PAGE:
The bay at the Danish port of Aarhus is pretty enough, with the usual fare of beach-goers, holiday homes and yachts. But the bay’s most spectacular residents live in the mud beneath its water. Back in 2010, Lars Peter Nielsen found that this mud courses with electric currents that extend over centimetres. Nielsen suspected that the currents were carried by bacteria that behaved like electric grids. Two years on, it seems he was right. But what he found goes well beyond what even he had imagined.
Nielsen’s student Christian Pfeffer has discovered that the electric mud is teeming with a new type of bacteria, which align themselves into living electrical cables. Each cell is just a millionth of a metre long, but together, they can stretch for centimetres. They even look a bit like the cables in our electronics—long and thin, with an internal bundle of conducting fibres surrounded by an insulating sheath.
Nielsen thinks that each cable can be considered as a single individual, composed of many cells. “To me, it’s obvious that they are multicellular bacteria,” he says. “This was a real surprise. It wasn’t among any of our hypotheses. These distances are a couple of centimetres long—we didn’t imagine there would be one organism spanning the whole gap.”
The bacteria are members of a family called Desulfobulbaceae, but their genes are less than 92 percent identical to any of the group’s known members. “They’re so different that they should probably be considered a new genus,” says Nielsen. They’re only found in oxygen-starved mud, but where they exist, there’s a lot of them. On average, Pfeffer found 40 million cells in a cubic centimetre of sediment, enough to make around 117 metres of living cable.
The bacteria join forces to transfer electrons from the deeper mud towards the surface. These electron transfers are the stuff of life. Each of our cells strips electrons from food, hands them from one protein to another, and eventually deposits them onto oxygen, releasing the energy that they need to survive. All of this takes place inside a single cell. The cable bacteria do the same thing, but across a huge chain of cells.
They do this to tap into a rich source of energy—sulphides within the mud. These chemicals can easily donate electrons, but there’s no oxygen around to accept them—no way of completing the chain. All the oxygen is centimetres away, in the top-most sediment. By uniting into cables, the bacteria can span this gap. Those at the bottom tear electrons from sulphides (they “eat”), and send them up to those at the top, which shove them onto oxygen (they “breathe”). Neither could do so without all the cells in the middle.
Until rather recently, scientists thought that microbes could only send electrons over short distances – nanometres (billionths of a metre) at most. Then, in 2005, Gemma Reguera and Derek Lovley found that a species called Geobacter sulfurreducens could send electrons over micrometres (millionths of a metre) using hair-like extensions called pili (or nanowires). Over time, they and others showed that pili networks could send electrons over far larger distances – 100 micrometres, then a millimetre, and then a centimetre. “That’s a ten million fold increase in the measured length of biological electron transport over the course of six years!” says Lovley.
Other scientists have suggested ways in which bacteria could create long-distance currents. Earlier this year, Kazuya Watanabe suggested that they use iron minerals as a go-between. But Nielsen couldn’t see any traces of nanowires when he looked at the bacteria under a powerful microscope. And minerals might help, but they aren’t necessary—if Nielsen replaced the sediment with glass spheres, the bacteria could still carry currents.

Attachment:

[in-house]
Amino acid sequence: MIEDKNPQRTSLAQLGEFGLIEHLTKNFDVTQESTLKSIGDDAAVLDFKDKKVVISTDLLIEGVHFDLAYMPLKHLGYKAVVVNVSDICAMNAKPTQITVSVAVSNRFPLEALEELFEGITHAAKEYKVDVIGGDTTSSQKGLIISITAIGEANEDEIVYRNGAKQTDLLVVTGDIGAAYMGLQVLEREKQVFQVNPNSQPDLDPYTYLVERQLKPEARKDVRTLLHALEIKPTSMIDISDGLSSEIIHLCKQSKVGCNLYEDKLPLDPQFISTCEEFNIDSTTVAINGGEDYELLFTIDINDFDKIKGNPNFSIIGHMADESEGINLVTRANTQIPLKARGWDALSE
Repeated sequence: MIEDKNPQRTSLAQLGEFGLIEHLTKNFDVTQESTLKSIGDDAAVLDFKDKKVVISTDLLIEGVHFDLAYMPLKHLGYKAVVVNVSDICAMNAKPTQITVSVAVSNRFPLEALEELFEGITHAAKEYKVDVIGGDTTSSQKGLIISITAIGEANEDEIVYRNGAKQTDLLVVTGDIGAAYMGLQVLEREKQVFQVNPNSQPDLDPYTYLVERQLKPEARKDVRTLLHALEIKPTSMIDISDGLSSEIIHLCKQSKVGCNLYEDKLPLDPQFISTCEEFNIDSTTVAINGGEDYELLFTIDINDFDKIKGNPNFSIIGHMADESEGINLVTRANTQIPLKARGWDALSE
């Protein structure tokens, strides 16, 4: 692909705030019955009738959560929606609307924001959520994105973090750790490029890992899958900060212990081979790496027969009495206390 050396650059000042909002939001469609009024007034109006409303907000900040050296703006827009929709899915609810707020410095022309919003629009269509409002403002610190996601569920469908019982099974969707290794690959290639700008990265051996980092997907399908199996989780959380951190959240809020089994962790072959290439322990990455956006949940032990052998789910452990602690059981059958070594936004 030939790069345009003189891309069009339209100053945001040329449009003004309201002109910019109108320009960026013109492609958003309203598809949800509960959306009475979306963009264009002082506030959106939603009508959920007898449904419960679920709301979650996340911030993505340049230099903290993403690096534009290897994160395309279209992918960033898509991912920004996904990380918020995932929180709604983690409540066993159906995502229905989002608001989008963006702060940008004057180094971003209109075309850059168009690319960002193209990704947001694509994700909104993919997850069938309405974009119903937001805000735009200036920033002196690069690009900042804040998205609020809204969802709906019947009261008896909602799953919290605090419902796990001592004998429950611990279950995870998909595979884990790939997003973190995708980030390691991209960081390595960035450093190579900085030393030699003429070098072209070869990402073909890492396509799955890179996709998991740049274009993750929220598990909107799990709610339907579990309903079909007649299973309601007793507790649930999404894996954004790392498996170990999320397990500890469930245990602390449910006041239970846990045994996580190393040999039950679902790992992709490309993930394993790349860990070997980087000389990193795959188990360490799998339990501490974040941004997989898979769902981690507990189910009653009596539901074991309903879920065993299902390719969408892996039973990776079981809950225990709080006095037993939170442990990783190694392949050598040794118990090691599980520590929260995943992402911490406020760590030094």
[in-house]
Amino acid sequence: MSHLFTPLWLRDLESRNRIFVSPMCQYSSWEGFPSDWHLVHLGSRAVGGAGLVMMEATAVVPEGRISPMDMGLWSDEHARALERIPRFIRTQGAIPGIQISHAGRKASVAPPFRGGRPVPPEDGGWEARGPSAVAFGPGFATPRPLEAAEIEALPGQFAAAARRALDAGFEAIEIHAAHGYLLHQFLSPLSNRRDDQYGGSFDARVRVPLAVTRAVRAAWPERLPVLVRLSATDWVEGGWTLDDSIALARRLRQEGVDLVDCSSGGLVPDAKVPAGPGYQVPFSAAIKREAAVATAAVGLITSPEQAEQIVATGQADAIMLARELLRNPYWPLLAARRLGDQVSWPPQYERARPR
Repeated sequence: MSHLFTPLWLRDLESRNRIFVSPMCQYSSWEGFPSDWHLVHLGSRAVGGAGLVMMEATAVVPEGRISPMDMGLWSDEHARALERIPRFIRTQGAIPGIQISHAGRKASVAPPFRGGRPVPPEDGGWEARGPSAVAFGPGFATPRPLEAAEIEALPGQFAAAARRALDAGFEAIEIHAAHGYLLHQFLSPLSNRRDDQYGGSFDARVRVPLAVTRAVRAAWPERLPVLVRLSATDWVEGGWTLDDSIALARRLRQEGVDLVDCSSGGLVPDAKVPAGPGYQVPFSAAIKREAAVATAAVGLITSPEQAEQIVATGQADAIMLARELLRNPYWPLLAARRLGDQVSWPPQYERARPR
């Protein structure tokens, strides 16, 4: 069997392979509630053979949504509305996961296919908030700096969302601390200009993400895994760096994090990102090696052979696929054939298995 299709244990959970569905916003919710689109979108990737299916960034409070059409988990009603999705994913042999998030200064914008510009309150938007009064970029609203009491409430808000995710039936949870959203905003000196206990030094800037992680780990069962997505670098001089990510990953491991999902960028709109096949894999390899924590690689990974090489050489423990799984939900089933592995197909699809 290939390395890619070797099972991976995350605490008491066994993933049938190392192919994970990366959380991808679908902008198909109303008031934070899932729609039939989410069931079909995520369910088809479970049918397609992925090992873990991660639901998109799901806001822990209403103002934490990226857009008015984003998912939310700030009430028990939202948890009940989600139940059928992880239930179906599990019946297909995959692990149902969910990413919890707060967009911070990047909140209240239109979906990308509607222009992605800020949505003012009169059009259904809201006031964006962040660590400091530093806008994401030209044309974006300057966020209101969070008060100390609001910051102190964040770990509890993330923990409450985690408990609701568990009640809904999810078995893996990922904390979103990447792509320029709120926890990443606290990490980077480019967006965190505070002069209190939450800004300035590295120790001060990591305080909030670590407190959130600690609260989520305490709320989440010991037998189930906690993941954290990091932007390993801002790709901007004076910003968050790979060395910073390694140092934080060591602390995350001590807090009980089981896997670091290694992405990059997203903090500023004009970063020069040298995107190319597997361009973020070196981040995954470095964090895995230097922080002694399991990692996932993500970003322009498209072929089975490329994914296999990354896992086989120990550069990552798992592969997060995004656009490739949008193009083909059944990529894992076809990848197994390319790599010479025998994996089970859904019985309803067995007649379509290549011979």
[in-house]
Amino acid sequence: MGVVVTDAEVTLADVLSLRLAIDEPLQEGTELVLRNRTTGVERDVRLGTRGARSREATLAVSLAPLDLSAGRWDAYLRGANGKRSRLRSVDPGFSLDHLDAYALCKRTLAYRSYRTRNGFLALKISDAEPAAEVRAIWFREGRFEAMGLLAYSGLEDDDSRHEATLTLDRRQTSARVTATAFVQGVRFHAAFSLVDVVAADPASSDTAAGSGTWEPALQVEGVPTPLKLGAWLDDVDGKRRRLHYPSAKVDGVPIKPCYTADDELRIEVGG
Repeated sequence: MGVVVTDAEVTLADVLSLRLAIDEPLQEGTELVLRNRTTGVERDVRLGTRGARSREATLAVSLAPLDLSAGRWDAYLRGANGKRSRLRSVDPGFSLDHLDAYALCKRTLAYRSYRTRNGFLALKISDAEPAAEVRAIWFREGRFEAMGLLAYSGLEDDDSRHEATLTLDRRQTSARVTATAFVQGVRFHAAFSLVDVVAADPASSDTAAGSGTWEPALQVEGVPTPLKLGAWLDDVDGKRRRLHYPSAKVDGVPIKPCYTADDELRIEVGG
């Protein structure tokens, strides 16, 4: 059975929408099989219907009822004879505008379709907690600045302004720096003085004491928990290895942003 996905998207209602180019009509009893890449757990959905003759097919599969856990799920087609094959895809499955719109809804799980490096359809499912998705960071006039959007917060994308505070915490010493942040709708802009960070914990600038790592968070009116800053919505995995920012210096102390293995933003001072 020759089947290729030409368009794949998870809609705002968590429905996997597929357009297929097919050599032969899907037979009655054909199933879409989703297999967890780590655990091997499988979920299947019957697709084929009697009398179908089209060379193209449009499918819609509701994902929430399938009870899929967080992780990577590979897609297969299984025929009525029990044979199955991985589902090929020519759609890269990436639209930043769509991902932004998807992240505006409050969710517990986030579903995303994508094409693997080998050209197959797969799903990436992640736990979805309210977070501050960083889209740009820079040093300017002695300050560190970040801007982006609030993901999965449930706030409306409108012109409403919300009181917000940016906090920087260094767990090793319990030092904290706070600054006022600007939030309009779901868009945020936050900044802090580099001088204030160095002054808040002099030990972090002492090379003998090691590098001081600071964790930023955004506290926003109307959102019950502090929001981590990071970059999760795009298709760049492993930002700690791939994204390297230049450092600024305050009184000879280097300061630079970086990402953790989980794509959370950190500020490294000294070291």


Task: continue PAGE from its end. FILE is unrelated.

Nielsen has plenty of indirect evidence that the microbes are living conductors. If he threaded tungsten wire horizontally through the sediment, he short-circuited the bacterial cables and stopped them from carrying current to the surface. If he placed filters in the way so that the cables couldn’t assemble, he also managed to stop the currents (but not if the filters had pores big enough for the bacteria to pass through).
But Watanabe and Lovley both point out that the team haven’t directly measured the currents flowing across his bacteria. “Yeah, that’s a problem,” says Nielsen. “We’ve tried to use the techniques that worked well for bacterial nanowires, but they didn’t work, probably because [our bacteria] are insulated.”
Under an electron microscope, the team saw that the cable bacteria have a set of 15 or 17 ridges running along their length. In cross-section, they look like gears. The bacteria also seem to share an outer membrane, which extends over the entire filament, like skin draped over sausage links. Nielsen thinks that the ridges are channels for sending electrons from one cell to another, and the shared membrane acts as an insulating sheath. “They compare very well with our electric cables,” he says.
But that’s just a guess. It’s not clear what the ridges are made of, but Nielsen is trying hard to find out how exactly the bacteria are channelling their electrons. That’s just one of many unanswered questions. How do the bacteria organise themselves in a neat vertical line? Do they get parasitised by other species that steal their electrons? What do the cells in the middle of the chain get out of their arrangement? How do the cells divide so that the filaments don’t break?
And how common are they? “They seem to be the optimal organism in any place where you become short of oxygen,” says Nielsen. “Why are they not everywhere? Or are they everywhere?”
Reference: Pfeffer, Larsen, Song, Dong, Besenbacher, Meyer, Kjeldsen, Schreiber, Gorby, El-Naggar, Leung, Schramm, Risgaard-Petersen & Nielsen. 2012. Filamentous bacteria transport electrons over centimetre distances. Nature http://dx.doi.org/10.1038/nature11586
Images from Pfeffer et al, and Nature News & Views article